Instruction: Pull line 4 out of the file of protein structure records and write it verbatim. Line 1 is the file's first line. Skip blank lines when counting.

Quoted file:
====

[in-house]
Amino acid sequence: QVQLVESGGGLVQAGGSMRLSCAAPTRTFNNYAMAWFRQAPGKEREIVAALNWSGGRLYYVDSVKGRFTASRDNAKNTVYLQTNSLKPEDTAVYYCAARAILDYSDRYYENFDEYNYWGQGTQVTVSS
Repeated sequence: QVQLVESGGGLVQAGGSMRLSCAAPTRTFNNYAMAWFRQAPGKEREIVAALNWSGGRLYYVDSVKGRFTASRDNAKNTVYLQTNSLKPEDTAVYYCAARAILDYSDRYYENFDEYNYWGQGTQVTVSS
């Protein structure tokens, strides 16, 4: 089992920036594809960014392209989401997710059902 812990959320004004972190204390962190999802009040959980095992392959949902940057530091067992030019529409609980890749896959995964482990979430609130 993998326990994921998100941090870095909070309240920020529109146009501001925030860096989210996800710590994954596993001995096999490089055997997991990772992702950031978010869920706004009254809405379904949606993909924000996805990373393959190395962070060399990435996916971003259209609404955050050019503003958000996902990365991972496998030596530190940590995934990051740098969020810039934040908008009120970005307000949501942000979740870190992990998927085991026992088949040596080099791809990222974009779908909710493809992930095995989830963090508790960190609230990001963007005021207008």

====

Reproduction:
């Protein structure tokens, strides 16, 4: 089992920036594809960014392209989401997710059902 812990959320004004972190204390962190999802009040959980095992392959949902940057530091067992030019529409609980890749896959995964482990979430609130 993998326990994921998100941090870095909070309240920020529109146009501001925030860096989210996800710590994954596993001995096999490089055997997991990772992702950031978010869920706004009254809405379904949606993909924000996805990373393959190395962070060399990435996916971003259209609404955050050019503003958000996902990365991972496998030596530190940590995934990051740098969020810039934040908008009120970005307000949501942000979740870190992990998927085991026992088949040596080099791809990222974009779908909710493809992930095995989830963090508790960190609230990001963007005021207008």